The 2021 federal parliamentary sitting year has been plagued and book-ended by allegations of poor behaviour. It started with Brittney Higgins’ rape allegations, ended with Kate Jenkins’ ‘Set the Standard’ report, and in between, there were various other drizzles of kerosene on the fire: a new allegation, a new angle, a new low in human behaviour.
It’s been demoralising to say the least.
And it’s hard to not be emotional about it, but I keep reminding myself that we all need to be dispassionate so we can clearly articulate the issues and formulate effective solutions. No one ever said, ‘I got angry and emotional and made awesome strategic decisions!’
We need to correct without over-correcting.
The fact is sexual assault, sexual harassment, and bullying are already illegal. There is no magic wand the Prime Minister can wave which will stop it occurring in and around Parliament House. Instead, the aim should be to implement clear and effective procedures for reporting, referring, and disciplining.
This isn’t the cut and dry gender issue the activists pretend that it is. Unfortunately, it’s been weaponised due to the irresistible political convenience in couching this as a ‘Liberal Party has a problem with women’ issue. And that is a great shame, for it silences victims who do not fit the headline narrative – excludes real suffering in the name of political expedience.
While the Jenkins report found that the majority of victims of sexual assault are women, it also found that women were most likely to engage in bullying and that those who engage in this conduct likely have multiple victims. That is, despite the majority of the victims being women, the majority of men are not offenders; in fact, most men find this behaviour abhorrent.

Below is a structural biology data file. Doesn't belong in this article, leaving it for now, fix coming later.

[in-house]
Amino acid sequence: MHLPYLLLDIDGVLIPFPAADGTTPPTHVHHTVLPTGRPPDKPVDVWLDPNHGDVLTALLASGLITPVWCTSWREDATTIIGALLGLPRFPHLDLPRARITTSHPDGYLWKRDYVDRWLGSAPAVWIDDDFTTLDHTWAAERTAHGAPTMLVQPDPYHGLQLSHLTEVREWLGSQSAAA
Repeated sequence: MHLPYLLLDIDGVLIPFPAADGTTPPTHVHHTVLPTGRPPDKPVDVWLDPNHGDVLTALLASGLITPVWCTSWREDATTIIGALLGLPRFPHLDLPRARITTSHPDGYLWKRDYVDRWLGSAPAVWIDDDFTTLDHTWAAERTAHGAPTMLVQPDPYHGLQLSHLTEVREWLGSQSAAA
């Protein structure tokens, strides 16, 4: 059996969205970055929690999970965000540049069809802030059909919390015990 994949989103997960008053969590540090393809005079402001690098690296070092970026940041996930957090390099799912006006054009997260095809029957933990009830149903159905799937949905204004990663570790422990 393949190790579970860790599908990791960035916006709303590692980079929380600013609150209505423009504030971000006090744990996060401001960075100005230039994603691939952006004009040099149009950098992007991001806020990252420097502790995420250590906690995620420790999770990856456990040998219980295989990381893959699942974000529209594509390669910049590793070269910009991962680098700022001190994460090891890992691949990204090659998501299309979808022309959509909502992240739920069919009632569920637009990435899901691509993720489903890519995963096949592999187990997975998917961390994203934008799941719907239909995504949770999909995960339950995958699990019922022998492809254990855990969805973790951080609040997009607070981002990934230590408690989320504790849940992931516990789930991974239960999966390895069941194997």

This is too important an issue to die on this hill a hypocrite.
We need buy-in from everyone to achieve real cultural change as opposed to a political grenade or a short-term fix for electoral survival. Ultimately, this is a decency issue. A bipartisan approach for broad cultural change will result in a better overall solution.
The Jenkins report details 28 recommendations which deal directly with the present issue, but there are things that can be done to effect broader cultural change.
Send our best and brightest: We should be delivering some of our best to Canberra. By ‘best’ I mean independent thinkers; people with life experience and an eagerness to serve. Don’t expect standards to improve if politics remains the well-trodden path for pawns, hacks, and apparatchiks of either gender. And while I’m here, let’s disabuse ourselves of the idea that quotas are the simple answer to this complex issue. They are not. Tipping more women into politics achieves little more than tipping more women into politics. It’s unwise to assume that, simply by virtue of being women, women are more decent or are better suited to parliament. Senator Lidia Thorpe disproved that trope to perfection just last week. Rather, we should be encouraging talented and decent people to enter politics by improving preselection processes and the nature of the destination.
You are the company you keep: The days of Parliament House being the political Wet & Wild Waterpark for the immature, ignorant, and ambitious needs to stop. Staff, particularly advisory staff, ought to have a minimum of three to five years working in the private or not-for-profit sectors before working at Parliament House. A person has a much better grasp of community values and expectations when they haven’t lived in a political or public service bubble their entire working lives. They will be better able to develop and appreciate the impacts of policy if they have some notion of how it actually affects the community.